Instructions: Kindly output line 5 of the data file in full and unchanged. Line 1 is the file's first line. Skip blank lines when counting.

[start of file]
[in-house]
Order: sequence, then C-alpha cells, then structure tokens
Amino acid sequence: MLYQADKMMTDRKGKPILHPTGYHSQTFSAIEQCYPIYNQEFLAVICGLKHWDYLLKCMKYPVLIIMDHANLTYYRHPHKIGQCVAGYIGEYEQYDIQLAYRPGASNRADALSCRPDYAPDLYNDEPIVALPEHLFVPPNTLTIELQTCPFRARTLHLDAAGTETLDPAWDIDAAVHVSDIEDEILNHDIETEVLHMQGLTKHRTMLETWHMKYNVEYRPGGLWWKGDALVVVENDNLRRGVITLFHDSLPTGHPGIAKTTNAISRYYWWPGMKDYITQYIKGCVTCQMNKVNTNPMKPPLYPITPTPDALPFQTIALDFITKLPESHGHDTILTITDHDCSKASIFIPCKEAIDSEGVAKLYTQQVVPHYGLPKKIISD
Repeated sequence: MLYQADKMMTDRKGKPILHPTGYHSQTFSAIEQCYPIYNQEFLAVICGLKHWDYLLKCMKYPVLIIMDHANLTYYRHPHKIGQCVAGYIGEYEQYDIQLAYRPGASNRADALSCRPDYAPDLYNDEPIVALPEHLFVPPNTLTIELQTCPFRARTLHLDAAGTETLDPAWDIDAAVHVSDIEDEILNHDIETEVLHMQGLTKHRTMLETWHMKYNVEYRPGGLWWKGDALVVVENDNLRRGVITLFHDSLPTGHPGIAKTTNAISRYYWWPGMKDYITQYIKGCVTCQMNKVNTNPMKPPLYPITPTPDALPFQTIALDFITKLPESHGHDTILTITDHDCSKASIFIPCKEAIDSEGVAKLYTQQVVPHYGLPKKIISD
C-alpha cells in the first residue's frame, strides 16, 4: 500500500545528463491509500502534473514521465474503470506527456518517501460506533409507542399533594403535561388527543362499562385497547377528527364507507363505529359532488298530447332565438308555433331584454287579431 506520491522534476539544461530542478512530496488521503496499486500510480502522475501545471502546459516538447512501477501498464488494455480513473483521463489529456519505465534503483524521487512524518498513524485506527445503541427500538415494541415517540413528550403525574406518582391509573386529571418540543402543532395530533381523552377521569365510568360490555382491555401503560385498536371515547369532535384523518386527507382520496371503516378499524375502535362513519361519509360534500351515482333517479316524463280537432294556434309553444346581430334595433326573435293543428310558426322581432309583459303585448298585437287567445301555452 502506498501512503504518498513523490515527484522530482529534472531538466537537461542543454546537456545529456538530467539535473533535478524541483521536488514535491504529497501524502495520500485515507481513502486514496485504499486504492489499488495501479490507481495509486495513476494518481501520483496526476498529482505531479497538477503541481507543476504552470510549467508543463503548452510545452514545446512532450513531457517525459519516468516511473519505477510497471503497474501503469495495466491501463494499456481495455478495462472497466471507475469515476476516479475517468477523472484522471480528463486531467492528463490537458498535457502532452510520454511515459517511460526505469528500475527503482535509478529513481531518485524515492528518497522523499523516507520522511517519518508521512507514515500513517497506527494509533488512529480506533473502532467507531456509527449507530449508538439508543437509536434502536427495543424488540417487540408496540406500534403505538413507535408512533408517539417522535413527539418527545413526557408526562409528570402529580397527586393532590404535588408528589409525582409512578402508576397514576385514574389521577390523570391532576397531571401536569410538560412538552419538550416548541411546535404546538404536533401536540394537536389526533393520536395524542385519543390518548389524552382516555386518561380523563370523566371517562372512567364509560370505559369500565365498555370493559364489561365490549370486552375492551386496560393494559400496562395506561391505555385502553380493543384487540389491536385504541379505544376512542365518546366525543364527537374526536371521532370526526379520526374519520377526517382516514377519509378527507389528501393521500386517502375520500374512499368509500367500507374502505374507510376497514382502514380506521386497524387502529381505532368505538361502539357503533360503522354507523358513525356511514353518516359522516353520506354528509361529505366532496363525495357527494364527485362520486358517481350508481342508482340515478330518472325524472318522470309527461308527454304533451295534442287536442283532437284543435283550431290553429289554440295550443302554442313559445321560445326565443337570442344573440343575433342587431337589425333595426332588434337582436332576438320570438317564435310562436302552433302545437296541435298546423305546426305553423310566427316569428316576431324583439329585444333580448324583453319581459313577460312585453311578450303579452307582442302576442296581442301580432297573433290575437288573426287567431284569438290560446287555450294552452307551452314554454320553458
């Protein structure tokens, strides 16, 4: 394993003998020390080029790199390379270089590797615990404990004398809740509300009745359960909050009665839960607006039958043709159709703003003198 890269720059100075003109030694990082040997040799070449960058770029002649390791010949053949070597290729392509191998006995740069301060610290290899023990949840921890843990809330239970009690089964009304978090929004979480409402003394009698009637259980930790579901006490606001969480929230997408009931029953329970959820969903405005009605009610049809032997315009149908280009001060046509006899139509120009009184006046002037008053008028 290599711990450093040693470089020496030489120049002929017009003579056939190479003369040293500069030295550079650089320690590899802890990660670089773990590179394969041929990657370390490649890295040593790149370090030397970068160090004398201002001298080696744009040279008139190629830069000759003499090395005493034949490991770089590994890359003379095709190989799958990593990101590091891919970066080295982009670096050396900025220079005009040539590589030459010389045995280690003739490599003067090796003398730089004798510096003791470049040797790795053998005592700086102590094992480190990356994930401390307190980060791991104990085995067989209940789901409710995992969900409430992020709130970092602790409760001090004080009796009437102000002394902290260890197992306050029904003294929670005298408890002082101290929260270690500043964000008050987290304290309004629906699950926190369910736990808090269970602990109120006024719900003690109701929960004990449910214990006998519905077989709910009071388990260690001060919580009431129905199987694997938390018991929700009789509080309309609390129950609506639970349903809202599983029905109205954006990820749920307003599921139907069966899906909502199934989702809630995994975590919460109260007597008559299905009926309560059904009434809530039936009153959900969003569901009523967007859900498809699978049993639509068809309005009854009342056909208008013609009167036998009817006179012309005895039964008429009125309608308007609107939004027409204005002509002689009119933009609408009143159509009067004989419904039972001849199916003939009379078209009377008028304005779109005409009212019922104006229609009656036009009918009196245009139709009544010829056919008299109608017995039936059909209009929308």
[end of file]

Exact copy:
C-alpha cells in the first residue's frame, strides 16, 4: 500500500545528463491509500502534473514521465474503470506527456518517501460506533409507542399533594403535561388527543362499562385497547377528527364507507363505529359532488298530447332565438308555433331584454287579431 506520491522534476539544461530542478512530496488521503496499486500510480502522475501545471502546459516538447512501477501498464488494455480513473483521463489529456519505465534503483524521487512524518498513524485506527445503541427500538415494541415517540413528550403525574406518582391509573386529571418540543402543532395530533381523552377521569365510568360490555382491555401503560385498536371515547369532535384523518386527507382520496371503516378499524375502535362513519361519509360534500351515482333517479316524463280537432294556434309553444346581430334595433326573435293543428310558426322581432309583459303585448298585437287567445301555452 502506498501512503504518498513523490515527484522530482529534472531538466537537461542543454546537456545529456538530467539535473533535478524541483521536488514535491504529497501524502495520500485515507481513502486514496485504499486504492489499488495501479490507481495509486495513476494518481501520483496526476498529482505531479497538477503541481507543476504552470510549467508543463503548452510545452514545446512532450513531457517525459519516468516511473519505477510497471503497474501503469495495466491501463494499456481495455478495462472497466471507475469515476476516479475517468477523472484522471480528463486531467492528463490537458498535457502532452510520454511515459517511460526505469528500475527503482535509478529513481531518485524515492528518497522523499523516507520522511517519518508521512507514515500513517497506527494509533488512529480506533473502532467507531456509527449507530449508538439508543437509536434502536427495543424488540417487540408496540406500534403505538413507535408512533408517539417522535413527539418527545413526557408526562409528570402529580397527586393532590404535588408528589409525582409512578402508576397514576385514574389521577390523570391532576397531571401536569410538560412538552419538550416548541411546535404546538404536533401536540394537536389526533393520536395524542385519543390518548389524552382516555386518561380523563370523566371517562372512567364509560370505559369500565365498555370493559364489561365490549370486552375492551386496560393494559400496562395506561391505555385502553380493543384487540389491536385504541379505544376512542365518546366525543364527537374526536371521532370526526379520526374519520377526517382516514377519509378527507389528501393521500386517502375520500374512499368509500367500507374502505374507510376497514382502514380506521386497524387502529381505532368505538361502539357503533360503522354507523358513525356511514353518516359522516353520506354528509361529505366532496363525495357527494364527485362520486358517481350508481342508482340515478330518472325524472318522470309527461308527454304533451295534442287536442283532437284543435283550431290553429289554440295550443302554442313559445321560445326565443337570442344573440343575433342587431337589425333595426332588434337582436332576438320570438317564435310562436302552433302545437296541435298546423305546426305553423310566427316569428316576431324583439329585444333580448324583453319581459313577460312585453311578450303579452307582442302576442296581442301580432297573433290575437288573426287567431284569438290560446287555450294552452307551452314554454320553458